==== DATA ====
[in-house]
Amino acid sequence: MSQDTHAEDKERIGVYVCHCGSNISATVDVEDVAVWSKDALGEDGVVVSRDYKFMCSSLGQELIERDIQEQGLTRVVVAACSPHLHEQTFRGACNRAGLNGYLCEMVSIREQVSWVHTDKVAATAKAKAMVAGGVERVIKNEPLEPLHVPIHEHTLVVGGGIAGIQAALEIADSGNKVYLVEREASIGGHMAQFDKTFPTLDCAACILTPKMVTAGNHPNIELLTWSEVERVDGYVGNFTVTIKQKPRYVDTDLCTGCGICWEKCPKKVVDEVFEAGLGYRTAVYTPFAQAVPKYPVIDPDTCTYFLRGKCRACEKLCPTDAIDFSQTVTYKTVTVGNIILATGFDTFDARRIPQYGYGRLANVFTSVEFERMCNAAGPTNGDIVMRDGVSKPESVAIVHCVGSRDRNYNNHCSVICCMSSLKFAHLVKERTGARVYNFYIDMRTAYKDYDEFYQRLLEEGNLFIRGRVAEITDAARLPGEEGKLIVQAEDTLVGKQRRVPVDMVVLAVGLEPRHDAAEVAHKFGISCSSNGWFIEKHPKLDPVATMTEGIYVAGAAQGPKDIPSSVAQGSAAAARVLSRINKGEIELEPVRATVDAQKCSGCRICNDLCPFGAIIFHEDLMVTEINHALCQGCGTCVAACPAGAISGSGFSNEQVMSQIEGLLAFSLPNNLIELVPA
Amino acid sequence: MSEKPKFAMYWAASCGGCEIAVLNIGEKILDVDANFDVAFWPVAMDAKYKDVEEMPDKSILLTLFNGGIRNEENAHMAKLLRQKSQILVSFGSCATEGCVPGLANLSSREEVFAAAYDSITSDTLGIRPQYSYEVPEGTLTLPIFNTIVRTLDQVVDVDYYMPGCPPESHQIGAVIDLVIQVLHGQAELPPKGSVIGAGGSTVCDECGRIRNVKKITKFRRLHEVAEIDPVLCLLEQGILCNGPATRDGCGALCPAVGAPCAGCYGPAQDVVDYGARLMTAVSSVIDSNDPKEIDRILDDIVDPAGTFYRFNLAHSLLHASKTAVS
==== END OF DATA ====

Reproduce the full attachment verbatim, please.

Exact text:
[in-house]
Amino acid sequence: MSQDTHAEDKERIGVYVCHCGSNISATVDVEDVAVWSKDALGEDGVVVSRDYKFMCSSLGQELIERDIQEQGLTRVVVAACSPHLHEQTFRGACNRAGLNGYLCEMVSIREQVSWVHTDKVAATAKAKAMVAGGVERVIKNEPLEPLHVPIHEHTLVVGGGIAGIQAALEIADSGNKVYLVEREASIGGHMAQFDKTFPTLDCAACILTPKMVTAGNHPNIELLTWSEVERVDGYVGNFTVTIKQKPRYVDTDLCTGCGICWEKCPKKVVDEVFEAGLGYRTAVYTPFAQAVPKYPVIDPDTCTYFLRGKCRACEKLCPTDAIDFSQTVTYKTVTVGNIILATGFDTFDARRIPQYGYGRLANVFTSVEFERMCNAAGPTNGDIVMRDGVSKPESVAIVHCVGSRDRNYNNHCSVICCMSSLKFAHLVKERTGARVYNFYIDMRTAYKDYDEFYQRLLEEGNLFIRGRVAEITDAARLPGEEGKLIVQAEDTLVGKQRRVPVDMVVLAVGLEPRHDAAEVAHKFGISCSSNGWFIEKHPKLDPVATMTEGIYVAGAAQGPKDIPSSVAQGSAAAARVLSRINKGEIELEPVRATVDAQKCSGCRICNDLCPFGAIIFHEDLMVTEINHALCQGCGTCVAACPAGAISGSGFSNEQVMSQIEGLLAFSLPNNLIELVPA
Amino acid sequence: MSEKPKFAMYWAASCGGCEIAVLNIGEKILDVDANFDVAFWPVAMDAKYKDVEEMPDKSILLTLFNGGIRNEENAHMAKLLRQKSQILVSFGSCATEGCVPGLANLSSREEVFAAAYDSITSDTLGIRPQYSYEVPEGTLTLPIFNTIVRTLDQVVDVDYYMPGCPPESHQIGAVIDLVIQVLHGQAELPPKGSVIGAGGSTVCDECGRIRNVKKITKFRRLHEVAEIDPVLCLLEQGILCNGPATRDGCGALCPAVGAPCAGCYGPAQDVVDYGARLMTAVSSVIDSNDPKEIDRILDDIVDPAGTFYRFNLAHSLLHASKTAVS